Morphology: Papilloma/carcinoma - Choriocarcinoma - Adenoma/adenocarcinoma - Soft tissue sarcoma - Melanoma - Fibroma/fibrosarcoma - Metastasis - Lipoma/liposarcoma - Leiomyoma/leiomyosarcoma - Rhabdomyoma/rhabdomyosarcoma - Mesothelioma - Angioma/angiosarcoma - Osteoma/osteosarcoma - Chondroma/chondrosarcoma - Glioma - Lymphoma/leukemia Papilloma refers to a benign epithelial tumor. ... In medicine, carcinoma is any cancer that arises from epithelial cells. ... Choriocarcinoma is a rare cancer of the placenta, curable by chemotherapy. ... Adenoma refers to a collection of growths (-oma) of glandular origin. ... In medicine, carcinoma is any cancer that arises from epithelial cells. ... Malignant (cancerous) tumors that develop in soft tissue are called sarcomas, a term that comes from a Greek word meaning fleshy growth. ... Melanoma is a malignant tumor of melanocytes and, less frequently, of retinal pigment epithelial cells (of the eye, see uveal melanoma). ... Soft Fibroma (fibroma molle). ... Fibrosarcoma (fibroblastic sarcoma) is a malignant tumor derived from fibrous connective tissue and characterized by immature proliferating fibroblasts or undifferentiated anaplastic spindle cells. ... Metastasis (Greek: change of the state) is the spread of cancer from its primary site to other places in the body. ... A lipoma is a common, benign tumor composed of fatty tissue. ... This article needs to be cleaned up to conform to a higher standard of quality. ... A leiomyoma (plural is leiomyomata) is a benign smooth muscle neoplasm that is not premalignant. ... A sarcoma is a cancer of the bone, cartilage, fat, muscle, blood vessels, or other connective or supportive tissue. ... A rhabdomyoma is a benign tumor of muscle. ... A rhabdomyosarcoma is a type of cancer, specifically a sarcoma (cancer of connective tissues), in which the cancer cells arise from skeletal muscle. ... Angiomas are benign tumors that are made up of small blood vessels. ... Angiosarcoma is a rare, malignant tumor consisting of endothelial and fibroblastic tissue that proliferates and eventually surrounds vascular channels. ... An osteoma is a new piece of bone growing on another piece, typically the skull. ... Osteosarcoma is a common primary bone cancer. ... A chondroma is a benign cartilaginous tumor, which is encapsulated with a lobular growing pattern. ... A chondrosarcoma is a cancer of the cartilage. ... A glioma is a type of primary central nervous system (CNS) tumor that arises from glial cells. ... To meet Wikipedias quality standards, this article may require cleanup. ... Leukemia (or leukaemia; see spelling differences) is a cancer of the blood or bone marrow characterized by an abnormal proliferation of blood cells, usually white blood cells (leukocytes). ...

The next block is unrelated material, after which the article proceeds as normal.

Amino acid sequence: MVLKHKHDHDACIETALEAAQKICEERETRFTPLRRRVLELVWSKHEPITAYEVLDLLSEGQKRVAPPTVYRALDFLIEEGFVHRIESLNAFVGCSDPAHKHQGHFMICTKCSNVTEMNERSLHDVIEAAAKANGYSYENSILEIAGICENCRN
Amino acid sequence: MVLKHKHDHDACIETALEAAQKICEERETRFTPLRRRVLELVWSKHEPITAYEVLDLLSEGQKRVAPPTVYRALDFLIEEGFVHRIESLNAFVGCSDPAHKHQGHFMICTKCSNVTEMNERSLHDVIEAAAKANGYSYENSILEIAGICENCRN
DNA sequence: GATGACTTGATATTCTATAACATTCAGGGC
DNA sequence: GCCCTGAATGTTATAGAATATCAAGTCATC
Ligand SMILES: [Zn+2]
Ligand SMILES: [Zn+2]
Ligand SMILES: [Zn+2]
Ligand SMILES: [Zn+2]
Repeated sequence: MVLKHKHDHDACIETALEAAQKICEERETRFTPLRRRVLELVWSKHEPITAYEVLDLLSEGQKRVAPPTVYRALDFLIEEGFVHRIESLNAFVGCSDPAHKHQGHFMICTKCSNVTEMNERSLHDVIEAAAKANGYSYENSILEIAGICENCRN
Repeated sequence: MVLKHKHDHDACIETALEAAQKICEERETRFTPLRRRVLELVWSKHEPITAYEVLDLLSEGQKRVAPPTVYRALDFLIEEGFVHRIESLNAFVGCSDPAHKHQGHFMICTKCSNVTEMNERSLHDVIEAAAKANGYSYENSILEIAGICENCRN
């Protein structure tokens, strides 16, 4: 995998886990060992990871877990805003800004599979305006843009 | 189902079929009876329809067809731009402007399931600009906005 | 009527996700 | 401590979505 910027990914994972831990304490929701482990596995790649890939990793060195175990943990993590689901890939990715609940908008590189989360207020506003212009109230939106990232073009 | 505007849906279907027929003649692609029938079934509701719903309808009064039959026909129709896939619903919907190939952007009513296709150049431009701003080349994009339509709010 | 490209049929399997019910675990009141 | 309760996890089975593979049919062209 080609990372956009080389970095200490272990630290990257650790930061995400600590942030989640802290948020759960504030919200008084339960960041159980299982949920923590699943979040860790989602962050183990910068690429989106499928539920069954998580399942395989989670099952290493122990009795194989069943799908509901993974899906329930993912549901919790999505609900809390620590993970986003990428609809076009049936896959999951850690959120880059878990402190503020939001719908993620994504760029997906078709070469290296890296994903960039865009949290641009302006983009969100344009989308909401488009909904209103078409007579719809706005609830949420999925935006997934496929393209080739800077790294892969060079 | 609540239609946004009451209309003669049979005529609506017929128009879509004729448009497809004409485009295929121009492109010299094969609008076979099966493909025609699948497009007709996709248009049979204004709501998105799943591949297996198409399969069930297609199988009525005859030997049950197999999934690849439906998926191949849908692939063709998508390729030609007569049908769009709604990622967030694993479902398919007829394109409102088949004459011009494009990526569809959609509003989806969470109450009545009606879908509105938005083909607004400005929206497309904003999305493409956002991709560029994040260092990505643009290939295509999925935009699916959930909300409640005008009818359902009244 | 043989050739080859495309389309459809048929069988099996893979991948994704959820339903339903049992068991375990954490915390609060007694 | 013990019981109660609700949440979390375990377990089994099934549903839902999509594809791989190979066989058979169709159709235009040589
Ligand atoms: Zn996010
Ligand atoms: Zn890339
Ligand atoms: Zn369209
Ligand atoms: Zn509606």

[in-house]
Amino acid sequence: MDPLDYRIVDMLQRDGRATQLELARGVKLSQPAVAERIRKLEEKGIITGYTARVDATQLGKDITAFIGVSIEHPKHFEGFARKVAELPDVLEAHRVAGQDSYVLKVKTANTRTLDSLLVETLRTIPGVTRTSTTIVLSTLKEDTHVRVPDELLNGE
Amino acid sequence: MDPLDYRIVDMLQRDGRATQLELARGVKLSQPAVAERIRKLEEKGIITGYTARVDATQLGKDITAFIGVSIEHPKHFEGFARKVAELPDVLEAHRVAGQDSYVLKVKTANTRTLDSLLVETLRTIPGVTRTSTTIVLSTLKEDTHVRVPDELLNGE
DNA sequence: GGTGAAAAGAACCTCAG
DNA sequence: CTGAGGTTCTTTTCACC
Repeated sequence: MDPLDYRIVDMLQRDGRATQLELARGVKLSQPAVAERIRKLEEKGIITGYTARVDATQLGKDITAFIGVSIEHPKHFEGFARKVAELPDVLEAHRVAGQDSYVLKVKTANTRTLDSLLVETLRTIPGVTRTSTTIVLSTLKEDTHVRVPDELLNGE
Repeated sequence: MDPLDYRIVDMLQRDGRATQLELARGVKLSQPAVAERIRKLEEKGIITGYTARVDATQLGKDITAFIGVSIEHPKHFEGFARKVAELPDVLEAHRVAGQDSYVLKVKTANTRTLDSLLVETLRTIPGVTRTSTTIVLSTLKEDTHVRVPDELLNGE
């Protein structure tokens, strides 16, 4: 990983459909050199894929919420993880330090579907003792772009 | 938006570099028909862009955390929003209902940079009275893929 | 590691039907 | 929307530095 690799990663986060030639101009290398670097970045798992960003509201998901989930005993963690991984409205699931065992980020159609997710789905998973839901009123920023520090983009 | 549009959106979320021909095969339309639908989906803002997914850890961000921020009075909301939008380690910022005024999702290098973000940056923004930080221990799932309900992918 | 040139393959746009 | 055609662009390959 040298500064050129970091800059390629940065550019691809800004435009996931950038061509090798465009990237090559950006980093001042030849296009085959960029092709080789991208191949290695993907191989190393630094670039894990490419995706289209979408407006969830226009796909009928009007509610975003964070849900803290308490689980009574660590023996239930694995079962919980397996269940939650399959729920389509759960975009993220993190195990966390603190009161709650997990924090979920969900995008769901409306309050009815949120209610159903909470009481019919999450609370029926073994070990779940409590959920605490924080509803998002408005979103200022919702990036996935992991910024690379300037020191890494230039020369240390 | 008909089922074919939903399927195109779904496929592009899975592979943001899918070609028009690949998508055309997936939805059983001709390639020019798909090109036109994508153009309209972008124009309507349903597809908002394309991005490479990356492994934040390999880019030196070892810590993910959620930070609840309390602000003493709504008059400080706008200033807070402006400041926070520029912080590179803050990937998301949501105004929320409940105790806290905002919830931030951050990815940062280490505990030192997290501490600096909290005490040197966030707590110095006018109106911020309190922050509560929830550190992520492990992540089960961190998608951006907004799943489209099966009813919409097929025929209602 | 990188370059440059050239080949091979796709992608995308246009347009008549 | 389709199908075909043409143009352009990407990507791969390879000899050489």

Treatment: Surgery - Chemotherapy - Radiation therapy - Immunotherapy - Experimental cancer treatment Intraoperative X-Ray of a Humerus fixated by Kirschner wires Surgery (from the Greek meaning hand work) is the medical specialty that treats diseases or injuries by operative manual and instrumental treatment. ... Chemotherapy is the use of chemical substances to treat disease. ... Clinac 2100 C accelerator Radiation therapy (or radiotherapy) is the medical use of ionizing radiation as part of cancer treatment to control malignant cells (not to be confused with radiology, the use of radiation in medical imaging and diagnosis). ... Cancer Immunotherapy is the use of monoclonal antibodies (-mab) to specifically target cells. ... Experimental cancer treatments are medical therapies intended or claimed to treat cancer (see also tumor) by improving on, supplementing or replacing conventional methods (surgery, chemotherapy, radiation, and immunotherapy). ...